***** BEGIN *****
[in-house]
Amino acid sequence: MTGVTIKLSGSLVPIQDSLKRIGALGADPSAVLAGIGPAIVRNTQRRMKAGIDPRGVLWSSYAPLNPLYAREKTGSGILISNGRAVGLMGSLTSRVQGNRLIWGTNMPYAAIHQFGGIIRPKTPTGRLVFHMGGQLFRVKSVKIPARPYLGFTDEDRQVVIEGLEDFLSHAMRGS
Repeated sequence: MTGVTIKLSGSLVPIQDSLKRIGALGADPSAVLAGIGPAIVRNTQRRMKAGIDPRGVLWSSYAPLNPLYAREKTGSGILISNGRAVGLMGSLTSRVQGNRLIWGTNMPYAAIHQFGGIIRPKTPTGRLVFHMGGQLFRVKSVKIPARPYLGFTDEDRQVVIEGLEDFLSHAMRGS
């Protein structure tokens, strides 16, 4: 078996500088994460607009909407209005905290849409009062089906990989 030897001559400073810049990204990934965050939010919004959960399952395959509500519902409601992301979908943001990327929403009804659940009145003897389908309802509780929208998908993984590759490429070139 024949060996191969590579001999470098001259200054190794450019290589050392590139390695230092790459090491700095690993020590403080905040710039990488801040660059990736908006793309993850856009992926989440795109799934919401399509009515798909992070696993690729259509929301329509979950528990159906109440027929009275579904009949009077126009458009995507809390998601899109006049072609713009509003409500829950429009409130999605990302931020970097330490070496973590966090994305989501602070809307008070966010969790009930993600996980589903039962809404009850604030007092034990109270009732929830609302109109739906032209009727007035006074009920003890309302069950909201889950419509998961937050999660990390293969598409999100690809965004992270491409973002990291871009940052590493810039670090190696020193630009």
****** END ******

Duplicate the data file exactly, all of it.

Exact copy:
[in-house]
Amino acid sequence: MTGVTIKLSGSLVPIQDSLKRIGALGADPSAVLAGIGPAIVRNTQRRMKAGIDPRGVLWSSYAPLNPLYAREKTGSGILISNGRAVGLMGSLTSRVQGNRLIWGTNMPYAAIHQFGGIIRPKTPTGRLVFHMGGQLFRVKSVKIPARPYLGFTDEDRQVVIEGLEDFLSHAMRGS
Repeated sequence: MTGVTIKLSGSLVPIQDSLKRIGALGADPSAVLAGIGPAIVRNTQRRMKAGIDPRGVLWSSYAPLNPLYAREKTGSGILISNGRAVGLMGSLTSRVQGNRLIWGTNMPYAAIHQFGGIIRPKTPTGRLVFHMGGQLFRVKSVKIPARPYLGFTDEDRQVVIEGLEDFLSHAMRGS
């Protein structure tokens, strides 16, 4: 078996500088994460607009909407209005905290849409009062089906990989 030897001559400073810049990204990934965050939010919004959960399952395959509500519902409601992301979908943001990327929403009804659940009145003897389908309802509780929208998908993984590759490429070139 024949060996191969590579001999470098001259200054190794450019290589050392590139390695230092790459090491700095690993020590403080905040710039990488801040660059990736908006793309993850856009992926989440795109799934919401399509009515798909992070696993690729259509929301329509979950528990159906109440027929009275579904009949009077126009458009995507809390998601899109006049072609713009509003409500829950429009409130999605990302931020970097330490070496973590966090994305989501602070809307008070966010969790009930993600996980589903039962809404009850604030007092034990109270009732929830609302109109739906032209009727007035006074009920003890309302069950909201889950419509998961937050999660990390293969598409999100690809965004992270491409973002990291871009940052590493810039670090190696020193630009």